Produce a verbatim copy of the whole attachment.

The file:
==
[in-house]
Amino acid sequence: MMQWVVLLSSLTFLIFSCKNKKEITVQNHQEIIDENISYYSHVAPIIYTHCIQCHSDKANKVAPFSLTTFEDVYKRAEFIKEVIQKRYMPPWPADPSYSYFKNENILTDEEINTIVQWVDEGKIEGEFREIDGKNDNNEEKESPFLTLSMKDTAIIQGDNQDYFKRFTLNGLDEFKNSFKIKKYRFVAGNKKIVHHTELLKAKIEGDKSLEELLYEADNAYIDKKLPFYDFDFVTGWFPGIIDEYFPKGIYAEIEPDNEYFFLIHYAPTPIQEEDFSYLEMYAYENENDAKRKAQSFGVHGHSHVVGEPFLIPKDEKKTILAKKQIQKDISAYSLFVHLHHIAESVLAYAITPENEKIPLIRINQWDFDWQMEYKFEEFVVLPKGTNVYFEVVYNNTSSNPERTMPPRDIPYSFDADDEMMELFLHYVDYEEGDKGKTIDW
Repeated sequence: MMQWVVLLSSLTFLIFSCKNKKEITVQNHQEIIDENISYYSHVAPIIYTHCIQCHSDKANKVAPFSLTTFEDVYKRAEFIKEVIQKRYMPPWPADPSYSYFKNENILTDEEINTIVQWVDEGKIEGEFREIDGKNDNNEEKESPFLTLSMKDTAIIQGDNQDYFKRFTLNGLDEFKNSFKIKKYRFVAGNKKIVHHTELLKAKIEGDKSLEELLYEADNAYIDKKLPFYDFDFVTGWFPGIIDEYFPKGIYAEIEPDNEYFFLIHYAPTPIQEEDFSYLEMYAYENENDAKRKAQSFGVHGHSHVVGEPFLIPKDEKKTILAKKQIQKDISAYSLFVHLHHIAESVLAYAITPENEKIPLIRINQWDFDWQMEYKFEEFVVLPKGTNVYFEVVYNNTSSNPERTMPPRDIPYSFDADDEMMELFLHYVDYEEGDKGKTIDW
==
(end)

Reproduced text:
[in-house]
Amino acid sequence: MMQWVVLLSSLTFLIFSCKNKKEITVQNHQEIIDENISYYSHVAPIIYTHCIQCHSDKANKVAPFSLTTFEDVYKRAEFIKEVIQKRYMPPWPADPSYSYFKNENILTDEEINTIVQWVDEGKIEGEFREIDGKNDNNEEKESPFLTLSMKDTAIIQGDNQDYFKRFTLNGLDEFKNSFKIKKYRFVAGNKKIVHHTELLKAKIEGDKSLEELLYEADNAYIDKKLPFYDFDFVTGWFPGIIDEYFPKGIYAEIEPDNEYFFLIHYAPTPIQEEDFSYLEMYAYENENDAKRKAQSFGVHGHSHVVGEPFLIPKDEKKTILAKKQIQKDISAYSLFVHLHHIAESVLAYAITPENEKIPLIRINQWDFDWQMEYKFEEFVVLPKGTNVYFEVVYNNTSSNPERTMPPRDIPYSFDADDEMMELFLHYVDYEEGDKGKTIDW
Repeated sequence: MMQWVVLLSSLTFLIFSCKNKKEITVQNHQEIIDENISYYSHVAPIIYTHCIQCHSDKANKVAPFSLTTFEDVYKRAEFIKEVIQKRYMPPWPADPSYSYFKNENILTDEEINTIVQWVDEGKIEGEFREIDGKNDNNEEKESPFLTLSMKDTAIIQGDNQDYFKRFTLNGLDEFKNSFKIKKYRFVAGNKKIVHHTELLKAKIEGDKSLEELLYEADNAYIDKKLPFYDFDFVTGWFPGIIDEYFPKGIYAEIEPDNEYFFLIHYAPTPIQEEDFSYLEMYAYENENDAKRKAQSFGVHGHSHVVGEPFLIPKDEKKTILAKKQIQKDISAYSLFVHLHHIAESVLAYAITPENEKIPLIRINQWDFDWQMEYKFEEFVVLPKGTNVYFEVVYNNTSSNPERTMPPRDIPYSFDADDEMMELFLHYVDYEEGDKGKTIDW